Bravo! Exactly talent is nothing. Talent means just what makes people learn faster. Many talented young musicians learn very fast (they call them genius or ultra-talented), but it gets to a point where their talent does not help them compete with other musicians, because they are competing with people playing at the same level, even though it might have taken them longer to get there.

        In September who started working with two of my students on the same repertoire for an orchestral audition. One of them, who is young and learnsvery fast (talented), learnt the repertoire in 2 weeks. The other one in 1 month. The fast learner went on to learn other repertoire while still working on the pieces for the audition. They both worked hard on it, but at the end they were playing equally well the audition repertoire. The older, not-so-talented, student won the position in the orchestra.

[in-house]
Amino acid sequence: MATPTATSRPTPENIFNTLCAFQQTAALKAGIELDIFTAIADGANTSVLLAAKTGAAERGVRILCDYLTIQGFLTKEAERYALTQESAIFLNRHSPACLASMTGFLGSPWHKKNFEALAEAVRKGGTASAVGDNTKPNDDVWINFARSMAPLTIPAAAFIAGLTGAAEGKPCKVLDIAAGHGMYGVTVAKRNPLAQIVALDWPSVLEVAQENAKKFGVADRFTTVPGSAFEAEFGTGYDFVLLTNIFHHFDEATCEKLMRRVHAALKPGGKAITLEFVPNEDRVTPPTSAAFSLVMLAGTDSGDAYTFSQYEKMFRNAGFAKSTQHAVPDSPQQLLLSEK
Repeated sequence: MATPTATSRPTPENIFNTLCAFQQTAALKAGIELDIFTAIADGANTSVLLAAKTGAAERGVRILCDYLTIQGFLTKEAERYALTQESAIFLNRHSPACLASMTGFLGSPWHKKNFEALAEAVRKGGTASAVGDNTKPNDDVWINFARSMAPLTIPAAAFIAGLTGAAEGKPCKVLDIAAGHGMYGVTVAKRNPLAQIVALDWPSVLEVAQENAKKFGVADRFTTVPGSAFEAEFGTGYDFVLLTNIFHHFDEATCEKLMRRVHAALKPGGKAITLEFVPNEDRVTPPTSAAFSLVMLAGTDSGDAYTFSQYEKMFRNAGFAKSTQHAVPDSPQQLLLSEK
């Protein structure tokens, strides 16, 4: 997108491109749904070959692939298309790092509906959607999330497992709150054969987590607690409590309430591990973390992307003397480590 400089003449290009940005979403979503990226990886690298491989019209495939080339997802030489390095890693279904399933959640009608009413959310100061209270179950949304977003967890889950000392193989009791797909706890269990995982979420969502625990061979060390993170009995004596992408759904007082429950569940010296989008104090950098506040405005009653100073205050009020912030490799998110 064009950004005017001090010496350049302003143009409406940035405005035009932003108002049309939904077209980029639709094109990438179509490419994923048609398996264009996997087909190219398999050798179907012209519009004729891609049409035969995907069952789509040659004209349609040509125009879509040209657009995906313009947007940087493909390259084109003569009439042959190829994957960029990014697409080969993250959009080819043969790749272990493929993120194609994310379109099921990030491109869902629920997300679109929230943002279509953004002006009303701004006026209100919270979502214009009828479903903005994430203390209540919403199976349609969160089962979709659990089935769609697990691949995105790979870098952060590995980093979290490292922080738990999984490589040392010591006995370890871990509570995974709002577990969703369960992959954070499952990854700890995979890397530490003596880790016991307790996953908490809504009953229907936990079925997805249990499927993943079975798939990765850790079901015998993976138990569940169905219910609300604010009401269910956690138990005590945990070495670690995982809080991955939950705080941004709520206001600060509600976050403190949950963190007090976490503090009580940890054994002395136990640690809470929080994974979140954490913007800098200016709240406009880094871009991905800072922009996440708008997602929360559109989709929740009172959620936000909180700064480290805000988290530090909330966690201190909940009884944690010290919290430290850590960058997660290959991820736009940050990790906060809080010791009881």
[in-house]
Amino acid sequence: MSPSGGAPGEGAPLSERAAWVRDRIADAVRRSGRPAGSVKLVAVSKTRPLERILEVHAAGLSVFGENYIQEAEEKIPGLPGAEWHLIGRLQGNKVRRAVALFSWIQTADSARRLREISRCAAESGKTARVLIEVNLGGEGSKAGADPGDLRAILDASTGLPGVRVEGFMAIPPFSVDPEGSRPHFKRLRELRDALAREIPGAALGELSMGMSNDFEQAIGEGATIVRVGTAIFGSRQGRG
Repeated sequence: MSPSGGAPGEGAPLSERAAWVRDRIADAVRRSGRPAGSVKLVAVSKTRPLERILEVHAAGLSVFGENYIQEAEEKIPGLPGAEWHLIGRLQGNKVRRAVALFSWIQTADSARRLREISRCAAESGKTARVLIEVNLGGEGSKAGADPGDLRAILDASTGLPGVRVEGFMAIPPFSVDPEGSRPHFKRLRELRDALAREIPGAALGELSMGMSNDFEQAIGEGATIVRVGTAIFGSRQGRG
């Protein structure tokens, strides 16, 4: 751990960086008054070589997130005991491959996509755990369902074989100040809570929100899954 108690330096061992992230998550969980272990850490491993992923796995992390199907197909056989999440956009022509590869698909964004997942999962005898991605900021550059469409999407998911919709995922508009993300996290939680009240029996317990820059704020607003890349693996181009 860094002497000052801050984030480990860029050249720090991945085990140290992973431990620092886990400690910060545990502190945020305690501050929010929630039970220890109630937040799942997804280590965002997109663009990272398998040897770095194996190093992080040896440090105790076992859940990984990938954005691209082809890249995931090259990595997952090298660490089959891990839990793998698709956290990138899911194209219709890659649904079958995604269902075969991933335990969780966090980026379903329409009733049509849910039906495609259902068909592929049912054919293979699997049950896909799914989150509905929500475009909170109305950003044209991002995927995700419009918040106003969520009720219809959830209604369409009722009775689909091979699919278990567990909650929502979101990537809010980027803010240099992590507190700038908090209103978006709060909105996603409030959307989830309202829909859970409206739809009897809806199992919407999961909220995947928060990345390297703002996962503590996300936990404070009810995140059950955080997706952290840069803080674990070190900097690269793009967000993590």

• Novagerio says:

        Having a talent means having a gift that you cultivate throughout your life through thorough studying, then there’s also luck. Ultimately you’ll need that essential push forward from some Biggie.

  • Nijinky says:

    I am just so surprised, because the first should have been the neighbor boy, then his wife, and then his first love, followed by the farmer across the way, the one that fed the neighboy and got his wife… well never mind. But I meant the neighbor boy’s wife, not….

  • Mustafa Kandan says: